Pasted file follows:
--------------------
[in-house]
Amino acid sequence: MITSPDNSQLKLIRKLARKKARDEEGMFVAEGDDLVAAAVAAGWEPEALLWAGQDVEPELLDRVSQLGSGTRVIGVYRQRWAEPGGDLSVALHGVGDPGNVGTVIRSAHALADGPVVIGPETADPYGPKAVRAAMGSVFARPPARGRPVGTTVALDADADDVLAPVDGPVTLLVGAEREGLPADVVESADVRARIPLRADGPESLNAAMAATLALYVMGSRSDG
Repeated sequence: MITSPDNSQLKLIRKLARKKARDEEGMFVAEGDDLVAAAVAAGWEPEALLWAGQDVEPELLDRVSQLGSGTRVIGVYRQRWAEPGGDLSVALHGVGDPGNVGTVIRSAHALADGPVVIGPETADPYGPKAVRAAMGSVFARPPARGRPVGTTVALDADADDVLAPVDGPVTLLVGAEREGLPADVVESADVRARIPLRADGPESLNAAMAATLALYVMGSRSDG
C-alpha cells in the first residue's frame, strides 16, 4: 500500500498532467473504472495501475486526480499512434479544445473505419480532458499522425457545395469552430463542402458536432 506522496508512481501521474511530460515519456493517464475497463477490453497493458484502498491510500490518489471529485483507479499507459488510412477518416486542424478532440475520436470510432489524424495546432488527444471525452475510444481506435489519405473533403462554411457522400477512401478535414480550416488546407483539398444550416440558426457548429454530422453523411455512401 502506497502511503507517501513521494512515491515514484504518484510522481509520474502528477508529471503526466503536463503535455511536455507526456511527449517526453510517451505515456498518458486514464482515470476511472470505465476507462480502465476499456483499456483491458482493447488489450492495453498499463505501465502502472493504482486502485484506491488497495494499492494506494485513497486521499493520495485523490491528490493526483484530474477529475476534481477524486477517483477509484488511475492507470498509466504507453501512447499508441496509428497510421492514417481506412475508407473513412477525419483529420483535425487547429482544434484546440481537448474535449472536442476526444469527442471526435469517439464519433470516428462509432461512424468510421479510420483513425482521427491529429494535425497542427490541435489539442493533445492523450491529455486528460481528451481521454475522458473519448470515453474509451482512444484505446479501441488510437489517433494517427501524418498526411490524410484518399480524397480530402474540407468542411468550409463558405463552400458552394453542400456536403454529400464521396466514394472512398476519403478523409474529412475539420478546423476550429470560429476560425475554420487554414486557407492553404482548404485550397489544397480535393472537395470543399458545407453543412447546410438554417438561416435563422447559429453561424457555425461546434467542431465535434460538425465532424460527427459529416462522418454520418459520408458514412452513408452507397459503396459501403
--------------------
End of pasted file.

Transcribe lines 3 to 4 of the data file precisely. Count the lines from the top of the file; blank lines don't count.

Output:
Repeated sequence: MITSPDNSQLKLIRKLARKKARDEEGMFVAEGDDLVAAAVAAGWEPEALLWAGQDVEPELLDRVSQLGSGTRVIGVYRQRWAEPGGDLSVALHGVGDPGNVGTVIRSAHALADGPVVIGPETADPYGPKAVRAAMGSVFARPPARGRPVGTTVALDADADDVLAPVDGPVTLLVGAEREGLPADVVESADVRARIPLRADGPESLNAAMAATLALYVMGSRSDG
C-alpha cells in the first residue's frame, strides 16, 4: 500500500498532467473504472495501475486526480499512434479544445473505419480532458499522425457545395469552430463542402458536432 506522496508512481501521474511530460515519456493517464475497463477490453497493458484502498491510500490518489471529485483507479499507459488510412477518416486542424478532440475520436470510432489524424495546432488527444471525452475510444481506435489519405473533403462554411457522400477512401478535414480550416488546407483539398444550416440558426457548429454530422453523411455512401 502506497502511503507517501513521494512515491515514484504518484510522481509520474502528477508529471503526466503536463503535455511536455507526456511527449517526453510517451505515456498518458486514464482515470476511472470505465476507462480502465476499456483499456483491458482493447488489450492495453498499463505501465502502472493504482486502485484506491488497495494499492494506494485513497486521499493520495485523490491528490493526483484530474477529475476534481477524486477517483477509484488511475492507470498509466504507453501512447499508441496509428497510421492514417481506412475508407473513412477525419483529420483535425487547429482544434484546440481537448474535449472536442476526444469527442471526435469517439464519433470516428462509432461512424468510421479510420483513425482521427491529429494535425497542427490541435489539442493533445492523450491529455486528460481528451481521454475522458473519448470515453474509451482512444484505446479501441488510437489517433494517427501524418498526411490524410484518399480524397480530402474540407468542411468550409463558405463552400458552394453542400456536403454529400464521396466514394472512398476519403478523409474529412475539420478546423476550429470560429476560425475554420487554414486557407492553404482548404485550397489544397480535393472537395470543399458545407453543412447546410438554417438561416435563422447559429453561424457555425461546434467542431465535434460538425465532424460527427459529416462522418454520418459520408458514412452513408452507397459503396459501403